Gateshead International Jazz Festival 2010 reviewed by The Times
Gateshead Jazz Festival at the Sage, Gateshead
Alyn Shipton, The Times ****
Now in its sixth year, the Gateshead Jazz Festival is not only the earliest national festival in the calendar, but it has also set a high benchmark for quality and variety. This year’s programme surpassed previous editions on both counts. The artistic perfection of Abdullah Ibrahim’s seven-piece band Ekaya, the big band precision of the Scottish National Jazz Orchestra and the tonal variety of the Swedish bassist Dan Berglund’s band Tonbruket were all elements to savour.
In addition there was new music for the local big band, Voice of the North, by Jason Yarde and the first performance by the Scottish drummer Stu Brown of newly arranged pieces by the maverick American composer and bandleader Raymond Scott.
Recent visits to Britain by Ibrahim have been so-so affairs, giving the impression that the South African pianist was coasting slightly, preferring hypnotic slow tempi to the township vivacity of his early work. The new edition of Ekaya, fresh from a month-long European tour, dispelled any such thoughts. Over two and a half hours, the music shifted from reflection to celebration, and from the most intimate solo piano ballads to the lusty full volume of the entire band.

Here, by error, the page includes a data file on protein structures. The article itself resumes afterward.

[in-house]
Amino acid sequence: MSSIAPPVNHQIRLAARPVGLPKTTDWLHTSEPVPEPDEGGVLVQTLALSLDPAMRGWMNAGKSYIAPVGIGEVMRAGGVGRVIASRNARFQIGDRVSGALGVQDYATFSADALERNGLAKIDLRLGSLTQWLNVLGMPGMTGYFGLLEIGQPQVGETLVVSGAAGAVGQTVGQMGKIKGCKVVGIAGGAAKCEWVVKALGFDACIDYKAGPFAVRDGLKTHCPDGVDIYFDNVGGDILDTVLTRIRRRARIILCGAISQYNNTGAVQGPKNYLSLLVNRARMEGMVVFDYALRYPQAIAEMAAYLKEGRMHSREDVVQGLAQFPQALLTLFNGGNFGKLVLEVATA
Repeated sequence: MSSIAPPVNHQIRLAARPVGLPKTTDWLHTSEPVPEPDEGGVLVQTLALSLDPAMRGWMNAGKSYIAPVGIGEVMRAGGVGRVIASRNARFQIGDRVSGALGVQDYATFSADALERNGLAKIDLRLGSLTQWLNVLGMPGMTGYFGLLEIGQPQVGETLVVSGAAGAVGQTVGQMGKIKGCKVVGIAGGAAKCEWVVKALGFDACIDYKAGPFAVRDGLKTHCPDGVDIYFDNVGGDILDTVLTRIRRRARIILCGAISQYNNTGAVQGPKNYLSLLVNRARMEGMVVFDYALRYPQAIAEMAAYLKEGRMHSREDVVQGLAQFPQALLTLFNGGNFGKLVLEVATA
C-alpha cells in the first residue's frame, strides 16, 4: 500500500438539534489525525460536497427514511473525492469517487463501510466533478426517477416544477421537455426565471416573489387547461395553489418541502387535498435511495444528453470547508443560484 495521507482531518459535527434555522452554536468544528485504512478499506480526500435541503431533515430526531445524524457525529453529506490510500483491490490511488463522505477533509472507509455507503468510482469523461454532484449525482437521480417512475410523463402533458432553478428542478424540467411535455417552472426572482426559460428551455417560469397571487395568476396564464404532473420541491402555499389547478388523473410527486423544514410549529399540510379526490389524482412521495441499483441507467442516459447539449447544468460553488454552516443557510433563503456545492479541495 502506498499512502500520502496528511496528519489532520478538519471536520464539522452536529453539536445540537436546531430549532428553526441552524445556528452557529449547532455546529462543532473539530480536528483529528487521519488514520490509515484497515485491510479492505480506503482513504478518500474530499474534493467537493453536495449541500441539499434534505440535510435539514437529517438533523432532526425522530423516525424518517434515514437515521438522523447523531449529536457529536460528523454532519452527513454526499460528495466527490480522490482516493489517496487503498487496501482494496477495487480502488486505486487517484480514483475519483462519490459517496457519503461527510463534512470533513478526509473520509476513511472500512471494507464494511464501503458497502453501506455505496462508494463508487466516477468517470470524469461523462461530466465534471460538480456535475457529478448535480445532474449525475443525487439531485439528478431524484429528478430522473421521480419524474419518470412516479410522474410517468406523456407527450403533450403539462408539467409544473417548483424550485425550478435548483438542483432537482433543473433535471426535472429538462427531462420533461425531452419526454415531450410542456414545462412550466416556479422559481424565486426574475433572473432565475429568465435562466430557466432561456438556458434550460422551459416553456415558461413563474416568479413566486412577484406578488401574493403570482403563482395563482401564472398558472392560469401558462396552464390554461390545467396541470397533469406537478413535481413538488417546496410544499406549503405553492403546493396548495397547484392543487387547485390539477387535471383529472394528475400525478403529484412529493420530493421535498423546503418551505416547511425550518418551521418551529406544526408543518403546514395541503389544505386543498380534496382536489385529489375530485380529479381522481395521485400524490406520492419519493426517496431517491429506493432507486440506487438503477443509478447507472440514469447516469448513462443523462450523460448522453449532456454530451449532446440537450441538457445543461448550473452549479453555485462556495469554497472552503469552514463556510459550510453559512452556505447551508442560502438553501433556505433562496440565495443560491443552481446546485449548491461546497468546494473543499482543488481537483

Although Ibrahim is often compared to Duke Ellington and Thelonious Monk, the timbres on display here were more reminiscent of Charles Mingus, particularly in the seductive combination of flute and tenor saxophone.
The drummer George Gray propelled the group with a flamboyance that he cannot always display with Ibrahim’s trio. The extrovert mood was caught by the four-piece front line with Cleave Guyton’s joyous alto saxophone outstanding.
There was solo passion on show too in the Scottish National Jazz Orchestra’s extended version of Gershwin’s Rhapsody in Blue. The original composition served as the basis for a jazz interpretation, much in the manner of Buddy Rich’s reworking of Bernstein’s West Side Story Suite (which the band went on to play, featuring Alyn Cosker in the demanding drum role).
With Gershwin’s original themes opened out for swing and Latin improvisations, several members of what is now Britain’s most polished and versatile big band shared the solo honours. The most exceptional playing came from the leader Tommy Smith, whose masterly tenor saxophone phrasing was matched by Brian Kellock’s effective corralling of piano styles from many eras of jazz.
Berglund, the bassist for many years in the trio led by the late Esbjorn Svensson, was bringing his new project to Britain for the first time. Wrapping rock and jazz influences into a heady mix, it lacked a strong core of compositional depth, but was a triumph of texture over content.
When it came to getting that balance right, nobody surpassed the veteran British pianist Stan Tracey, whose octet (launching its CD New Works) found fresh things to say especially in a dashing 12-bar blues, Moon Cake, built around Tracey’s distinctive angular, spiky piano figures.